I should note, that as of 11:00 this morning, this painting was substantially simpler. Originally I was going to go with a painting of the statue, with some grape vines at the bottom to add some colour. That was, until my roommate Jess came home from work several hours later. He's always bursting with ideas (and critiques) for everything I do...

He suggested some Italian architecture or some landscape. Through the power of photoshop and google, we collaged an aqueduct with a photo of a classic Italian vineyard and some beautiful hillside. I don't have credit for the photos, so if you see yours here, be proud to be a part of my final painting ;)

Anyway, I feel this may be a tad overly ambitious, but I guess I'm that kind of girl... The weather for this weekend is suppose to be beautiful (try and plan accordingly!) and I can always cut out elements as I need to. It's good to plan for more and do less, than have less and then finish your gig wayyyyy too early (funny, when they pay you for multiple days of painting, they expect multiple days of painting!).

I must point out that all references are used loosely. Often I use photos, but I also sometimes use original drawings or other elements of different paintings and things as well. I find with street painting, because you're creating work under such time constraints, that it is best to have a plan, especially in regards to your composition. It sucks to try and figure things out last minute because with the crowd, the heat, and the noise, you already have enough to deal with. I'll be armed with close-up shots of difficult areas, including the face, hands, feet, as well as a print-out of just the oval portion and several photo references of grape leaves to fill in the areas at his feet.

For the actual painting of the image, I add a grid that will correspond with the drawing once it gets on pavement. Usually I block it into 1 foot squares (such as this one), though occasionally I'll do 6 inch squares over difficult or highly detailed areas. Sometimes, if there's a lot of room in the image to play, I just map out important compositional markers (like thirds, halfs, diagonals, and/or circles) and just draw out from there.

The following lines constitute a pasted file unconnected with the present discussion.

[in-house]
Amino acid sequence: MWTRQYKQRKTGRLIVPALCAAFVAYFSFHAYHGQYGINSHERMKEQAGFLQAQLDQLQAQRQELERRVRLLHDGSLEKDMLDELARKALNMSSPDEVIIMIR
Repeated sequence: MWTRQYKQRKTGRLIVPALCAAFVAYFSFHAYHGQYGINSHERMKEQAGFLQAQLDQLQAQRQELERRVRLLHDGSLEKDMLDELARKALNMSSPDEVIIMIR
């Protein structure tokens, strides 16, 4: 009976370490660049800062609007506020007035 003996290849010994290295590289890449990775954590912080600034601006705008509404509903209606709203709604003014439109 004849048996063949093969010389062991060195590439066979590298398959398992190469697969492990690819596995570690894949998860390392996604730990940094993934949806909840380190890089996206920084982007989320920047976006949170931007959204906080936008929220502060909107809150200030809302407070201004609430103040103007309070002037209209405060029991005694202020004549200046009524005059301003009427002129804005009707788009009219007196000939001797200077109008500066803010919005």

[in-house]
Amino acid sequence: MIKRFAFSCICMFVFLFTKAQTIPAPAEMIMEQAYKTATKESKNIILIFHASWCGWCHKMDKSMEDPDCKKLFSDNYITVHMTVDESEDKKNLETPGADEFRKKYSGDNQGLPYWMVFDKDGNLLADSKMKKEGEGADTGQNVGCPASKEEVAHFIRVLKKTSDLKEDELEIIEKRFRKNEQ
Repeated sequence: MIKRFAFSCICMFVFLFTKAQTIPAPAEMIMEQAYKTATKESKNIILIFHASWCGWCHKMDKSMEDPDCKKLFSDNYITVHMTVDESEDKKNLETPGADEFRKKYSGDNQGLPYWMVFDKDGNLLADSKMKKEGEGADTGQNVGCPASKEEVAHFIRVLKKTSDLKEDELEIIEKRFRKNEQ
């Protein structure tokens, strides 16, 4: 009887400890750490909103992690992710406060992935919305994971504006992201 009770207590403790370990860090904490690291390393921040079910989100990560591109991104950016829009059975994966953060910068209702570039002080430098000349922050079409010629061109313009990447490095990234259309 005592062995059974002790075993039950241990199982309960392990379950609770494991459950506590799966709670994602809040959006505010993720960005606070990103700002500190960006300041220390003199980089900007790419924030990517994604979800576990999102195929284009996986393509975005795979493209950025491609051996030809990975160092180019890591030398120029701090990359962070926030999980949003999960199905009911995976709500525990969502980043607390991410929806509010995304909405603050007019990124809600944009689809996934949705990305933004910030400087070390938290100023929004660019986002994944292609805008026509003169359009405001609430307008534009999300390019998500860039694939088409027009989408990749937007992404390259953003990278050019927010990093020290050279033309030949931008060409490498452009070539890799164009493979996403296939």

Anyway, I'm admittedly nervous about the work but I usually am (I get grossly underwhelmed with my references when I piece them together - much more comforting and easier to just re-paint some old masters' painting). But I'm sure it'll be fine once I get into the groove of the painting and start seeing it develop.

So if you're out there, come visit me and bring water or a nice cold coffee! Saturday and Sunday at the Covent Garden Market. And cross your fingers for sunny weather, and more-importantly, that I don't get trampled by too many absent-minded pedestrians.

Saturday, August 7, 2010

Bam... Update!

I just wanted to share a few things...

If you haven't already done so.. My (almost) daily illustration blog is well underway so check it out here: almostdailyillustrations.blogspot.com

I have a bunch of them up on Ebay which you can check out here:

Chupacabra vrs. Goat
Sperm Whale vrs. Giant Squid
an Ankle-Biter
Cthulhu the Almighty

Also, I just started up a twitter for people who want to follow just about everything I do, and then some! https://twitter.com/axlsart

Anyway, I'm pretty excited about the drawings, and pretty stoked about getting them up onto ebay. Please check them out! All proceeds goes towards materials for some of the latest projects I've posted... which are slow moving, in part, due to lack of materials. lol. That. And the weather is just far too amazing to be inside painting (when one can be outside drawing!)

Sunday, August 1, 2010

The Dragon Tamer

My contribution to this year's Expressions in Chalk vent here locally in London, Ontario: